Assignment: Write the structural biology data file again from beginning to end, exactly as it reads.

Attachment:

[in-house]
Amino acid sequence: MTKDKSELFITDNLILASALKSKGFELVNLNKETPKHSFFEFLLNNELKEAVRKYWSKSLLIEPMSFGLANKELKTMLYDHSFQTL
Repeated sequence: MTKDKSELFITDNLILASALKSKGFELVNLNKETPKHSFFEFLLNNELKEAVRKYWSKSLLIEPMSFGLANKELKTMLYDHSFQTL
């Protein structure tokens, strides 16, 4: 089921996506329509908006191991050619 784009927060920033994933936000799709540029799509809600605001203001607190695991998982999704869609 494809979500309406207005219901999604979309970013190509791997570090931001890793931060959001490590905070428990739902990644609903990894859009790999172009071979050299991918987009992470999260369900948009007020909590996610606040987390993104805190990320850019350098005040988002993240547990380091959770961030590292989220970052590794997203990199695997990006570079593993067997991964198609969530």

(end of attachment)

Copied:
[in-house]
Amino acid sequence: MTKDKSELFITDNLILASALKSKGFELVNLNKETPKHSFFEFLLNNELKEAVRKYWSKSLLIEPMSFGLANKELKTMLYDHSFQTL
Repeated sequence: MTKDKSELFITDNLILASALKSKGFELVNLNKETPKHSFFEFLLNNELKEAVRKYWSKSLLIEPMSFGLANKELKTMLYDHSFQTL
């Protein structure tokens, strides 16, 4: 089921996506329509908006191991050619 784009927060920033994933936000799709540029799509809600605001203001607190695991998982999704869609 494809979500309406207005219901999604979309970013190509791997570090931001890793931060959001490590905070428990739902990644609903990894859009790999172009071979050299991918987009992470999260369900948009007020909590996610606040987390993104805190990320850019350098005040988002993240547990380091959770961030590292989220970052590794997203990199695997990006570079593993067997991964198609969530």